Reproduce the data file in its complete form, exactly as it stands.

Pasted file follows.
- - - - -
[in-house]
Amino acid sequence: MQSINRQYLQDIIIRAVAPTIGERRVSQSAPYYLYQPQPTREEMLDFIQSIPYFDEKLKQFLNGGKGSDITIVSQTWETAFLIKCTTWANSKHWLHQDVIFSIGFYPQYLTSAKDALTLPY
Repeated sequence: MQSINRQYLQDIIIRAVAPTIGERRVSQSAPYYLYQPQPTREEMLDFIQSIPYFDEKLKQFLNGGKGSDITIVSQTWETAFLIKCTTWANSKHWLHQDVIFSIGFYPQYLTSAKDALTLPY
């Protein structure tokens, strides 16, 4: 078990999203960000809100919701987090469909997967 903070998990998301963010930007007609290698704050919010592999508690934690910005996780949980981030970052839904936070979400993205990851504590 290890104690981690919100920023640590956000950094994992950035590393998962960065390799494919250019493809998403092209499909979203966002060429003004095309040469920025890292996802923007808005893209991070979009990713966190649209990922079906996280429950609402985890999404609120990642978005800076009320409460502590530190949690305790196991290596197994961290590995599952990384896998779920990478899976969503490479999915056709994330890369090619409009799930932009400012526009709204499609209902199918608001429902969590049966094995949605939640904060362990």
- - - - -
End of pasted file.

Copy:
[in-house]
Amino acid sequence: MQSINRQYLQDIIIRAVAPTIGERRVSQSAPYYLYQPQPTREEMLDFIQSIPYFDEKLKQFLNGGKGSDITIVSQTWETAFLIKCTTWANSKHWLHQDVIFSIGFYPQYLTSAKDALTLPY
Repeated sequence: MQSINRQYLQDIIIRAVAPTIGERRVSQSAPYYLYQPQPTREEMLDFIQSIPYFDEKLKQFLNGGKGSDITIVSQTWETAFLIKCTTWANSKHWLHQDVIFSIGFYPQYLTSAKDALTLPY
């Protein structure tokens, strides 16, 4: 078990999203960000809100919701987090469909997967 903070998990998301963010930007007609290698704050919010592999508690934690910005996780949980981030970052839904936070979400993205990851504590 290890104690981690919100920023640590956000950094994992950035590393998962960065390799494919250019493809998403092209499909979203966002060429003004095309040469920025890292996802923007808005893209991070979009990713966190649209990922079906996280429950609402985890999404609120990642978005800076009320409460502590530190949690305790196991290596197994961290590995599952990384896998779920990478899976969503490479999915056709994330890369090619409009799930932009400012526009709204499609209902199918608001429902969590049966094995949605939640904060362990």